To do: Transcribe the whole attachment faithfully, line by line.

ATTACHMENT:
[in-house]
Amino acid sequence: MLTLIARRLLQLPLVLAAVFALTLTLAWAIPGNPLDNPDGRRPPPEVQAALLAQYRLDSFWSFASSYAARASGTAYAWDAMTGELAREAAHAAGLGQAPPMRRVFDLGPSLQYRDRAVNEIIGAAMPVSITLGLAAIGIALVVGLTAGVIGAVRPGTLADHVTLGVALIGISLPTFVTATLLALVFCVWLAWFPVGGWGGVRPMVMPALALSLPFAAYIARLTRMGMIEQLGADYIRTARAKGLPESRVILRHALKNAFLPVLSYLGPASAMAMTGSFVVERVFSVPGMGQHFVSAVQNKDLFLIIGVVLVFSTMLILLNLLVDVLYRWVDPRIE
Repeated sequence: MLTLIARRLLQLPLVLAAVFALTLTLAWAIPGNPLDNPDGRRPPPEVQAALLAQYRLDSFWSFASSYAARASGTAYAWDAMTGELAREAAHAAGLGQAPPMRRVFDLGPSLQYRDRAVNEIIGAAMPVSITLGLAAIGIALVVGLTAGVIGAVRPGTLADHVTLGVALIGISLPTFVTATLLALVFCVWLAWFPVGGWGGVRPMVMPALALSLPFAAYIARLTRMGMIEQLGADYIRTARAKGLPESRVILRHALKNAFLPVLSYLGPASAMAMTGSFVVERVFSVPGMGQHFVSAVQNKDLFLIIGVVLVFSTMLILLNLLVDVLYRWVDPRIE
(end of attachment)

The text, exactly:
[in-house]
Amino acid sequence: MLTLIARRLLQLPLVLAAVFALTLTLAWAIPGNPLDNPDGRRPPPEVQAALLAQYRLDSFWSFASSYAARASGTAYAWDAMTGELAREAAHAAGLGQAPPMRRVFDLGPSLQYRDRAVNEIIGAAMPVSITLGLAAIGIALVVGLTAGVIGAVRPGTLADHVTLGVALIGISLPTFVTATLLALVFCVWLAWFPVGGWGGVRPMVMPALALSLPFAAYIARLTRMGMIEQLGADYIRTARAKGLPESRVILRHALKNAFLPVLSYLGPASAMAMTGSFVVERVFSVPGMGQHFVSAVQNKDLFLIIGVVLVFSTMLILLNLLVDVLYRWVDPRIE
Repeated sequence: MLTLIARRLLQLPLVLAAVFALTLTLAWAIPGNPLDNPDGRRPPPEVQAALLAQYRLDSFWSFASSYAARASGTAYAWDAMTGELAREAAHAAGLGQAPPMRRVFDLGPSLQYRDRAVNEIIGAAMPVSITLGLAAIGIALVVGLTAGVIGAVRPGTLADHVTLGVALIGISLPTFVTATLLALVFCVWLAWFPVGGWGGVRPMVMPALALSLPFAAYIARLTRMGMIEQLGADYIRTARAKGLPESRVILRHALKNAFLPVLSYLGPASAMAMTGSFVVERVFSVPGMGQHFVSAVQNKDLFLIIGVVLVFSTMLILLNLLVDVLYRWVDPRIE